We have recently demonstrated that endothelium-derived hydrogen peroxide (H2O2) is an endothelium-derived hyperpolarizing factor and that endothelial Cu/Zn-superoxide dismutase (SOD) plays an important role in the synthesis of endogenous H2O2 in both animals and humans. We examined whether SOD plays a role in the synthesis of endogenous H2O 2 during in vivo reactive hyperemia (RH), an important regulatory mechanism. Mesenteric arterioles from wild-type and Cu,Zn-SOD-/- mice were continuously observed by a pencil-type charge-coupled device (CCD) intravital microscope during RH (reperfusion after 20 and 60 s of mesenteric artery occlusion) in the cyclooxygenase blockade under the following four conditions: control, catalase alone, NG-monomethyl-L-arginine (L-NMMA) alone, and L-NMMA + catalase. Vasodilatation during RH was significantly decreased by catalase or L-NMMA alone and was almost completely inhibited by L-NMMA + catalase in wild-type mice, whereas it was inhibited by L-NMMA and L-NMMA + catalase in the Cu,Zn-SOD-/- mice. RH-induced increase in blood flow after L-NMMA was significantly increased in the wild-type mice, whereas it was significantly reduced in the Cu,Zn-SOD-/- mice. In mesenteric arterioles of the Cu,Zn-SOD-/- mice, Tempol, an SOD mimetic, significantly increased the ACh-induced vasodilatation, and the enhancing effect of Tempol was decreased by catalase. Vascular H 2O2 production by fluorescent microscopy in mesenteric arterioles after RH was significantly increased in response to ACh in wild-type mice but markedly impaired in Cu,Zn-SOD-/- mice. Endothelial Cu,Zn-SOD plays an important role in the synthesis of endogenous H 2O2 that contributes to RH in mouse mesenteric smaller arterioles.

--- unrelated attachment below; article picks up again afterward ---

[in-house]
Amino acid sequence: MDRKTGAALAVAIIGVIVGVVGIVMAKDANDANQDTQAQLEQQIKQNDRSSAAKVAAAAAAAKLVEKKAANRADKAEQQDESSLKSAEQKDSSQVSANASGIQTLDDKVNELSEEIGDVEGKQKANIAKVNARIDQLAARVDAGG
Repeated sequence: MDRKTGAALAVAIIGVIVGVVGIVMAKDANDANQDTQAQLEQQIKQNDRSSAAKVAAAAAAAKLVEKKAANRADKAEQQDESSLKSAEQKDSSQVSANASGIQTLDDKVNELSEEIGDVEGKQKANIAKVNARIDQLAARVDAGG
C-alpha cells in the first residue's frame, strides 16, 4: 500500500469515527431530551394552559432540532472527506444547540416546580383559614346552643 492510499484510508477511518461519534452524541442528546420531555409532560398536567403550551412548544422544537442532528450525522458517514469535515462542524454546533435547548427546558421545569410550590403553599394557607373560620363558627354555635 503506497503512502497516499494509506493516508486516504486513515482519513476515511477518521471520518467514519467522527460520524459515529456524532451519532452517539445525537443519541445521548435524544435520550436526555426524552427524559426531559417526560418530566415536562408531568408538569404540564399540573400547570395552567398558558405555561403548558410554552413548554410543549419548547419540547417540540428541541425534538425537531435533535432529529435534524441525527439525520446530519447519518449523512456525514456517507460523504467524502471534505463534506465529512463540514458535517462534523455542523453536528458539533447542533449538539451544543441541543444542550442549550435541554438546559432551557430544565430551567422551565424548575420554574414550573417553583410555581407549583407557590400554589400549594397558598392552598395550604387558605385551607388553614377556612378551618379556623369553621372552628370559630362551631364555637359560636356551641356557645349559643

|Journal||American Journal of Physiology - Heart and Circulatory Physiology|
|Publication status||Published - 2008 Jan|
- Endothelium-derived hyperpolarizing factor
- Nitric oxide
ASJC Scopus subject areas
- Cardiology and Cardiovascular Medicine
- Physiology (medical)